At the time of listing, short- and long-term changes in river hydrology, including construction of dams and water diversions, were responsible for the loss of 40 percent of the estimated original range of the species, and nearly half of historical extirpations prior to listing are attributed to impacts from original dam construction and operation (Sweet 1992, pp. 4-5; Ramirez 2003, p. 7). These changes are a result of dam construction and operation because the original construction of a dam: (1) Effectively fragments a watershed by slowing rivers and blocking the natural flow of water and sediments; (2) inundates large areas of arroyo toad habitat; and (3) blocks in-stream movement of arroyo toads, which effectively isolates populations upstream and downstream of dams and may preclude recolonization of areas formerly occupied by arroyo toads (Campbell et al. 1996, p. 18).

Dams and water diversions currently affect 19 out of 26 river basins (9 unknown) where arroyo toads are known to occur and have a serious effect on arroyo toads and their habitats. While this threat has been reduced at four occurrences, we categorize the threat of the operation of dams and water diversions as having a high level of impact to the species throughout its range. Dam construction results in the immediate destruction of habitat above the dam through inundation, destroying both arroyo toad breeding and upland habitats. Downstream habitat is eliminated by regulated stream flows that: Destroy sand bars used during the breeding season; reconfigure, and in some cases eliminate, suitable breeding pools; and disrupt clutch and larval development (Ramirez 2005, p. 2). The initial downstream effects of a dam will modify and degrade breeding habitat for arroyo toads, but in the long term will eventually eliminate it (Madden-Smith et al. 2005, p. 23). Impacts from unseasonal water releases have been minimized at three occurrences at the Santa Clara River Basin, Lower Sweetwater River Basin, and Lower Cottonwood Creek Basin, and have been partially minimized at the Upper San Diego River Basin occurrence. Although the threat is reduced in these areas, other impacts from dams and water diversions, such as reduction of sediments and nutrients, and increased desiccation, vegetation density, and presence of aquatic predators, still exist. Overall, over the next 20 years, operation of dams and water diversions are expected to continue to have a high level of impact to arroyo toads.

Mining and Prospecting

At the time of listing, habitat loss through recreational suction dredge mining for gold was considered an additional threat to the species. For example, in 1991, during the Memorial Day weekend, four small dredges operating on Piru Creek in the Los Padres National Forest produced sedimentation visible more than 0.8 miles (mi) (1 kilometer (km)) downstream and adversely affected 40,000 to 60,000 arroyo toad larvae. Subsequent surveys revealed an almost total loss of the species in this stream section; fewer than 100 larvae survived, and only four juvenile toads were located (Sweet 1992, pp. 180-187). Currently, the California Department of Fish and Wildlife has prohibited suction dredge mining in Class A streams; only one occurrence is located outside Class A streams in the United States (24 total occurrences).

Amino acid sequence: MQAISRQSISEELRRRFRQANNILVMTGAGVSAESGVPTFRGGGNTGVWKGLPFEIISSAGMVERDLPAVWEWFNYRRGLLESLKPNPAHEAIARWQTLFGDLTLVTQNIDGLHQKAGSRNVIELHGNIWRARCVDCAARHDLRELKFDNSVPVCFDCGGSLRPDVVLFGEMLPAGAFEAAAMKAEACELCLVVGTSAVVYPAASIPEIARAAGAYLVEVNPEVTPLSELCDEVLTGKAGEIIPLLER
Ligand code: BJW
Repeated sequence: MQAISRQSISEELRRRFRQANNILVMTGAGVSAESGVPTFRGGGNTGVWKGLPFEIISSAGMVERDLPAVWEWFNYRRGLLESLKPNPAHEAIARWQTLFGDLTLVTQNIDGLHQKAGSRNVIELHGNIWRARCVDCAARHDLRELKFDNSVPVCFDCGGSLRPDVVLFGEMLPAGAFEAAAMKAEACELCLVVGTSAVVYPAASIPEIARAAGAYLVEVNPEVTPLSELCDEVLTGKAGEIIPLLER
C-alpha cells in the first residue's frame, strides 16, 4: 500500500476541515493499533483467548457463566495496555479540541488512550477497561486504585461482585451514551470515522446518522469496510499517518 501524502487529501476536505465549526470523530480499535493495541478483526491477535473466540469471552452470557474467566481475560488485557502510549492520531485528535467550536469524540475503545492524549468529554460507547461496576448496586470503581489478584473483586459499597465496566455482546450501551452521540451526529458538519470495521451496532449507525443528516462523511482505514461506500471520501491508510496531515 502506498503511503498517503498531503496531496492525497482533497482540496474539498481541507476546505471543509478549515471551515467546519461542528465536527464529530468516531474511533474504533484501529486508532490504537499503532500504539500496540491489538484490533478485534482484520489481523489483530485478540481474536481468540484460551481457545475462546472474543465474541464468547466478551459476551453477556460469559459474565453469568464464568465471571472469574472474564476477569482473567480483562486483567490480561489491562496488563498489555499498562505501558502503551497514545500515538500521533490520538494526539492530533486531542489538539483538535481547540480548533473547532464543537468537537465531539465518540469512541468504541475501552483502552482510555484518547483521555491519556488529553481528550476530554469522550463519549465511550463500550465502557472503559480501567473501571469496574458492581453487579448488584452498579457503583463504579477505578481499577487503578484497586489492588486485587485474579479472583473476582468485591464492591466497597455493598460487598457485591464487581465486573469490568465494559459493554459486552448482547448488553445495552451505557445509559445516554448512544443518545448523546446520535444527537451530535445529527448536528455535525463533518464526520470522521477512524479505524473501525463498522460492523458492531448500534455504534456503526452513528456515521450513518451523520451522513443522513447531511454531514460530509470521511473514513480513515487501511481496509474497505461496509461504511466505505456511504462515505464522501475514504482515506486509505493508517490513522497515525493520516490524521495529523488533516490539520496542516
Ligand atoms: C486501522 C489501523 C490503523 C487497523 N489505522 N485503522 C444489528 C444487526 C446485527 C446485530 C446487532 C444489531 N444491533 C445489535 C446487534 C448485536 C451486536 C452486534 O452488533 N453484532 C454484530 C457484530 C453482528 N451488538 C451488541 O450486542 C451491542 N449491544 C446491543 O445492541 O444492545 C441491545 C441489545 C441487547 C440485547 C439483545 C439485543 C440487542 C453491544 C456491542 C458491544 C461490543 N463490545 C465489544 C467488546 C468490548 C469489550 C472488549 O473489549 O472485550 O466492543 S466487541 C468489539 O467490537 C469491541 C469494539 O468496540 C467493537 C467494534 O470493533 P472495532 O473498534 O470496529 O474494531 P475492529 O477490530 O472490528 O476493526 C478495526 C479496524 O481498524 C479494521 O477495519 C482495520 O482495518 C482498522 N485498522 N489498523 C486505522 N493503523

Mining and prospecting currently affect 8 out of 27 river basins (8 unknown) where arroyo toads are known to occur and have minimal impacts on local population numbers or habitat and their habitats. Therefore, we categorize this threat as having a low level of impact to the species throughout its range. Sand and gravel mining remain a threat at five occurrences in the United States and two occurrences in Baja California, Mexico, and gold prospecting is a threat at one occurrence in the United States. Overall, over the next 20 years, mining and prospecting are expected to continue to have a low level of impact to arroyo toads.

Livestock Grazing

At the time of listing, overgrazing caused mortality to arroyo toads if horses or cattle were allowed to graze in riparian areas. The effects of livestock grazing on arroyo toads included directly crushing individuals and burrows; trampling stream banks, resulting in soil compaction, loss or reduction in vegetative bank cover, stream bank collapse, and increased in-stream water temperatures from loss of shade; and excess sedimentation entering stream segments at crossings or other stream areas used by livestock for watering or grazing on riparian vegetation.

Livestock grazing currently affects 20 out of 35 river basins where arroyo toads are known to occur and has a moderate effect on arroyo toads and their habitats. While this threat has been reduced at four occurrences, we categorize the threat of livestock grazing as having a medium level of impact to the species throughout its range. Due to their fragile nature, even occasional use of riparian corridors by cattle can cause harm to the riparian and aquatic habitats. Concentrated grazing by cattle will, over time, reduce or eliminate the under- and mid-story components of vegetation. Evidence of livestock overgrazing is seen in the lack of breeding pool habitat, sloughed and trampled stream-banks, and a stressed riparian plant community where desirable species such as sedges (Carex spp.) and young willows (Salix spp.) are becoming scarce and undesirable species such as tamarisk (Tamarix spp.) are increasing. Livestock grazing on Federal lands has been reduced to some extent through section 7 consultation and the addition of minimization measures to grazing allotment permits issued by Los Padres and Cleveland National Forests. Overall, over the next 20 years, livestock grazing is expected to Start Printed Page 79809continue to have a medium level of impact to arroyo toads.